Circulating through the community, sifting through information and relaying knowledge across various channels became a full-time job. Jacob notes that they could have saved time by simply relaying official notices to their network but that would not have been as valuable to residents. Getting people valuable information takes time.
5) Hard to balance speed and accuracy but need both
The mayor and council member communications channels were not “official.” They could respond and update people more quickly than officials (e.g. Sheriff, the City of Golden, federal incident team firefighting leads) but struggled at times to ensure that their information was accurate. Today’s social networks mean that information is porous, especially during a crisis. Right or wrong, information will get out there. By being on the ground and participating, Jacob and Fisher could fact-check rumors (and themselves). Leaders need to think about how to better meet demands of accuracy and speed.
6) Good emergency preparedness makes good communications possible
Strong emergency response simply left more time for the mayor to gather and distribute information. A well-prepared team equals better communications.
7) Most people only consume one or two information sources
Most residents were getting information from just one or two sources. Those may include Twitter and Facebook, TV news stations, radio, email newsletters, the city website. But few could interact with a broad range of sources, limiting their scope of knowledge. Some channels were better than others at providing accurate information. We need to look at how to better integrate accurate information into multiple channels.
8) Â Facebook and Twitter were the main tools for quick, frequent updates
Social media channels worked well because they were fast, transparent and widely used (or at least readily accessible). Social networks let people ask questions. Social media also allows for crowdsourced analysis and fact-checking. Twitter and Facebook gave Jacob and Fisher better awareness of the information gaps they needed to close.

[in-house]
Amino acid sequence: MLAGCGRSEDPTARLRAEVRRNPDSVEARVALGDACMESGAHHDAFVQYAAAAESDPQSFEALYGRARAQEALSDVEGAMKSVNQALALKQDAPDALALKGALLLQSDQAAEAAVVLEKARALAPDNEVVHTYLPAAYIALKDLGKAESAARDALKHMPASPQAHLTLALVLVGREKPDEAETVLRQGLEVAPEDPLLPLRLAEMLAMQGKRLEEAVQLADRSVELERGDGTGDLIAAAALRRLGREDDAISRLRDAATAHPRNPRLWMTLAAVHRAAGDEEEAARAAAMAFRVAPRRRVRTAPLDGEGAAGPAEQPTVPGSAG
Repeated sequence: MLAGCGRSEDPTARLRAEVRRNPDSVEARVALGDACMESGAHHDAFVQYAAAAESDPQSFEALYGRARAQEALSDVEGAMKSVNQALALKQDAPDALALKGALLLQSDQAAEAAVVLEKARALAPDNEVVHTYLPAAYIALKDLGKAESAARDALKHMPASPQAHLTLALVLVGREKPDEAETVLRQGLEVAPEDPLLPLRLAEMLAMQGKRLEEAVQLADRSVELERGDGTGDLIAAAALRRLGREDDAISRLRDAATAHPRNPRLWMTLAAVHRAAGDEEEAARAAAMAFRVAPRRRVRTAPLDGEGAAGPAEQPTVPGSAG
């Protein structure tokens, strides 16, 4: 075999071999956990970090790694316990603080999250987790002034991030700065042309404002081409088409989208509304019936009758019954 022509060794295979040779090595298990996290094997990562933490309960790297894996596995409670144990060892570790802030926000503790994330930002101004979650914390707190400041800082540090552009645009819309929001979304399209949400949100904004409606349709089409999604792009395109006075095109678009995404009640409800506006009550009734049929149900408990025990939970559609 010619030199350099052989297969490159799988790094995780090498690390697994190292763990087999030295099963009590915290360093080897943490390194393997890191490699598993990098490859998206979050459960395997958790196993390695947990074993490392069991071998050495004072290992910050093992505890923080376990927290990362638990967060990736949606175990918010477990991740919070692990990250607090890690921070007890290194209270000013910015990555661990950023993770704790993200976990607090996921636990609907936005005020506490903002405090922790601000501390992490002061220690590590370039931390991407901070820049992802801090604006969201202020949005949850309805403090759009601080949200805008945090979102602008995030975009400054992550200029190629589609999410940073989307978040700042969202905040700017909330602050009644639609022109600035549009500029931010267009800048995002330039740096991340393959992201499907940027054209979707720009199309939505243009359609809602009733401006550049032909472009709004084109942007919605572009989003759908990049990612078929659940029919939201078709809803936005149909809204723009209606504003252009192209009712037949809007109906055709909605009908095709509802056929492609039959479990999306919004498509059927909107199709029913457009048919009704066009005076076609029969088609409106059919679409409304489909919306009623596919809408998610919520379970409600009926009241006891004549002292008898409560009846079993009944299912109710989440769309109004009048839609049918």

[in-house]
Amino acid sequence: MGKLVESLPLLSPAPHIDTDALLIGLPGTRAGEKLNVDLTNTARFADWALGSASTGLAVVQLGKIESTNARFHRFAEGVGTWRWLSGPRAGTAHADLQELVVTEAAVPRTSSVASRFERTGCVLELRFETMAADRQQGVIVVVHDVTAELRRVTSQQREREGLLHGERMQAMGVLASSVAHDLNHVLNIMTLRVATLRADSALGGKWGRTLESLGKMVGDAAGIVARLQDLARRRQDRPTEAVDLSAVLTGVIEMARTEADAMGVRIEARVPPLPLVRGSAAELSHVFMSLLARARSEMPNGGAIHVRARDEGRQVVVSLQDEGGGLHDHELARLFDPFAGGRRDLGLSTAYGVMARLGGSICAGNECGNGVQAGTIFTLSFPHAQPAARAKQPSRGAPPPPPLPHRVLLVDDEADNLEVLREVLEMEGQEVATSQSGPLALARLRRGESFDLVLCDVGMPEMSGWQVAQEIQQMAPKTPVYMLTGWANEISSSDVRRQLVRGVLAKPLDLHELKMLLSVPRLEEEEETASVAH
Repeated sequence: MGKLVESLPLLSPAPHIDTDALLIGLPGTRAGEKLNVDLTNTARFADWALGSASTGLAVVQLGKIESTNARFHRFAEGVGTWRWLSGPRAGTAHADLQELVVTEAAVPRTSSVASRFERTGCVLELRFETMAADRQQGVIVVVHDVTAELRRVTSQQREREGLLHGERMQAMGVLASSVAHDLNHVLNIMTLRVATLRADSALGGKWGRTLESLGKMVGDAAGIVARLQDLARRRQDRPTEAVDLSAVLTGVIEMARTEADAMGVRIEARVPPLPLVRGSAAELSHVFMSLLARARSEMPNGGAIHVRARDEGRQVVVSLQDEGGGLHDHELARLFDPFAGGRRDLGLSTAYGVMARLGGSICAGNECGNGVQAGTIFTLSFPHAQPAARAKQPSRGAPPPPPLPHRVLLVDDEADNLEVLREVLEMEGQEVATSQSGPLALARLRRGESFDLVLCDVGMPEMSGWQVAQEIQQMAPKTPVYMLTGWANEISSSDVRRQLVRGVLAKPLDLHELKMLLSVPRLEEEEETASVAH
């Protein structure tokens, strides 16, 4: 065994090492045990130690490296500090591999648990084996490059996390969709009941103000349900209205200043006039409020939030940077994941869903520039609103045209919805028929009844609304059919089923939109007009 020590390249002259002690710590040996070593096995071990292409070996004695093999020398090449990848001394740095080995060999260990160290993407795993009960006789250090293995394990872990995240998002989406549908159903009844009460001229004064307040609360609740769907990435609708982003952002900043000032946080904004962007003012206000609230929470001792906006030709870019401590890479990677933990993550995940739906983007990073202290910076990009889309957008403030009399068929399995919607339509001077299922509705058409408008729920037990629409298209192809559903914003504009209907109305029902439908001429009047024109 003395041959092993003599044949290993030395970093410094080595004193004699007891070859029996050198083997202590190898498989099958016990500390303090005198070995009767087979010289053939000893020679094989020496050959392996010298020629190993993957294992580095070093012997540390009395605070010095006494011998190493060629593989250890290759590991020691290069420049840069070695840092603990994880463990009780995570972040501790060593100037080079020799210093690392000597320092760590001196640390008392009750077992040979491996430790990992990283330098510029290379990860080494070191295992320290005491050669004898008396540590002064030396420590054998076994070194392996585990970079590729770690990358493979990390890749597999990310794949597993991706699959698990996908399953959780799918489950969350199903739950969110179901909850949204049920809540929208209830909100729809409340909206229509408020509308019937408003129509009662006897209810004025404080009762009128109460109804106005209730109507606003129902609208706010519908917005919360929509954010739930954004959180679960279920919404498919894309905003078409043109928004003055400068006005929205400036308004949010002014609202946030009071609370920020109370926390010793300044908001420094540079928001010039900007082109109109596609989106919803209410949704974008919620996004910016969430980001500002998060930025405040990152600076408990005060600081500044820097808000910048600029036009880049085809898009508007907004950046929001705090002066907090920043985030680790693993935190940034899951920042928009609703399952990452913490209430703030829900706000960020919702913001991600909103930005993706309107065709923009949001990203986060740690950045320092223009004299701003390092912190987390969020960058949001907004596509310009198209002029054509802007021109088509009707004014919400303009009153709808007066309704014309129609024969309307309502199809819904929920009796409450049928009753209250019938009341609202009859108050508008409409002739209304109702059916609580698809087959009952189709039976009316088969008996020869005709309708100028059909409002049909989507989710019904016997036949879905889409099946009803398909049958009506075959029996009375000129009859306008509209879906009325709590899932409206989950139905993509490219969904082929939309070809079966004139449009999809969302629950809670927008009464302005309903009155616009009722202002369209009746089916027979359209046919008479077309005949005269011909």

9) Email plays critical role if list is already in place
Many people aren’t using social networks or can’t access them continually throughout the day. Jacob sent a highly informative daily summary to his email list. One key point: it would have been very difficult to build an email list after the fire started. The value of email was based largely on the list already being in place.
During a crisis probably isnâ€™t the best time to build a social media strategy.
10) Social networks amplified themselves
Social network participants amplified the information flow on Facebook and Twitter. Tweets were retweeted, blog post links were shared, email newsletters were forwarded, and so on. This dynamic has risks: Jacob and Fisher felt a need need to stay plugged in to catch any inaccurate information or growing rumors. On the other hand, key information about the fire, evacuation alerts, and so on was more readily available beyond immediate social networks because of the amplification.
11) Â It’s important to respond to questions quickly
Responding quickly to questions by email, social media, and phone was also an important part of addressing anxiety and uncertainty among community members.
12) Tag team
Jacob and Fisher were joined by the city and county efforts to ramp up their own nontraditional communications. The scope of social, email, print, web, TV, and other communications channels is too great to go it alone.
The report concludes with a call to governments (and organizations) to find ways to empower more people to share accurate information quickly:
Primary Recommendation: the City of Golden and other local governmentsÂ must find ways to vet and share information more quickly whileÂ simultaneously supporting credible voices in the community (e.g., the mayorÂ and city councilors), especially those with strong communications networksÂ (e.g., email newsletters and Facebook followers). During non-crisis periods,Â municipalities should continue working to develop increased outreach opportunities withÂ citizens.